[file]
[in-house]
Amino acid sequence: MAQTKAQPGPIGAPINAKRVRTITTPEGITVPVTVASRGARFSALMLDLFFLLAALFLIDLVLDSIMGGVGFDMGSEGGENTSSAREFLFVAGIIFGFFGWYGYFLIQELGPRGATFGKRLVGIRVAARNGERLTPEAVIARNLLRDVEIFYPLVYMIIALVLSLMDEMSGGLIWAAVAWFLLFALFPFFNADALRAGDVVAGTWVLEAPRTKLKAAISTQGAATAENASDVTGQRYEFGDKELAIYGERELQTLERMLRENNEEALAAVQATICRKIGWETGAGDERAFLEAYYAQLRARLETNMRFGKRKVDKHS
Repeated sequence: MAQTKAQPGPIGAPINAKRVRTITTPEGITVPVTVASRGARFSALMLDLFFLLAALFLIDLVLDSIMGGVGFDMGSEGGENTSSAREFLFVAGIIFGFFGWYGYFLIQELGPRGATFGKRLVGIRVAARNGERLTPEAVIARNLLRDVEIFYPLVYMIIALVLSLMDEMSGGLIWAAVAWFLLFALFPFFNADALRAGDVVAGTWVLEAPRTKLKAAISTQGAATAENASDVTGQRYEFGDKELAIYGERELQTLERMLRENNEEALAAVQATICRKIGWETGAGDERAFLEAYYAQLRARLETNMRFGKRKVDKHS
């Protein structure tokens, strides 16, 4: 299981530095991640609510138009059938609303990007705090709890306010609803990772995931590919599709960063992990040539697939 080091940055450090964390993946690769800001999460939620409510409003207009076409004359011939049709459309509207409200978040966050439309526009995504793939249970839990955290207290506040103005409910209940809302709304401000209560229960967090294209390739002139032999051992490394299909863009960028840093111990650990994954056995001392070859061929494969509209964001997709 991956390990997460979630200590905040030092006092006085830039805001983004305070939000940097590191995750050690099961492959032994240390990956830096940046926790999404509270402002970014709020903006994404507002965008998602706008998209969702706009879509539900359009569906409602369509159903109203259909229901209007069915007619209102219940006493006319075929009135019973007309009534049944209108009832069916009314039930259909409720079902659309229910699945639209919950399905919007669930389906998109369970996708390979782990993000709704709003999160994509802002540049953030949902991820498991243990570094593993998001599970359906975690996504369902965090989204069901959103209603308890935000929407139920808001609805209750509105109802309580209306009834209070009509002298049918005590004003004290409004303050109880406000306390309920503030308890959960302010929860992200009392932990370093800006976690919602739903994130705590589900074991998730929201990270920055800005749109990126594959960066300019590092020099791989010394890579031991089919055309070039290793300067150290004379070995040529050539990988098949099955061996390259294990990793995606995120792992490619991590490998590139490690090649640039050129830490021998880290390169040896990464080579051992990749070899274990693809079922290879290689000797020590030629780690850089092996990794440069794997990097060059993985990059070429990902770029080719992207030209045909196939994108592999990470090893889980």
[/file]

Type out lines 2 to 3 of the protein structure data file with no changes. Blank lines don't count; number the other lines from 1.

Amino acid sequence: MAQTKAQPGPIGAPINAKRVRTITTPEGITVPVTVASRGARFSALMLDLFFLLAALFLIDLVLDSIMGGVGFDMGSEGGENTSSAREFLFVAGIIFGFFGWYGYFLIQELGPRGATFGKRLVGIRVAARNGERLTPEAVIARNLLRDVEIFYPLVYMIIALVLSLMDEMSGGLIWAAVAWFLLFALFPFFNADALRAGDVVAGTWVLEAPRTKLKAAISTQGAATAENASDVTGQRYEFGDKELAIYGERELQTLERMLRENNEEALAAVQATICRKIGWETGAGDERAFLEAYYAQLRARLETNMRFGKRKVDKHS
Repeated sequence: MAQTKAQPGPIGAPINAKRVRTITTPEGITVPVTVASRGARFSALMLDLFFLLAALFLIDLVLDSIMGGVGFDMGSEGGENTSSAREFLFVAGIIFGFFGWYGYFLIQELGPRGATFGKRLVGIRVAARNGERLTPEAVIARNLLRDVEIFYPLVYMIIALVLSLMDEMSGGLIWAAVAWFLLFALFPFFNADALRAGDVVAGTWVLEAPRTKLKAAISTQGAATAENASDVTGQRYEFGDKELAIYGERELQTLERMLRENNEEALAAVQATICRKIGWETGAGDERAFLEAYYAQLRARLETNMRFGKRKVDKHS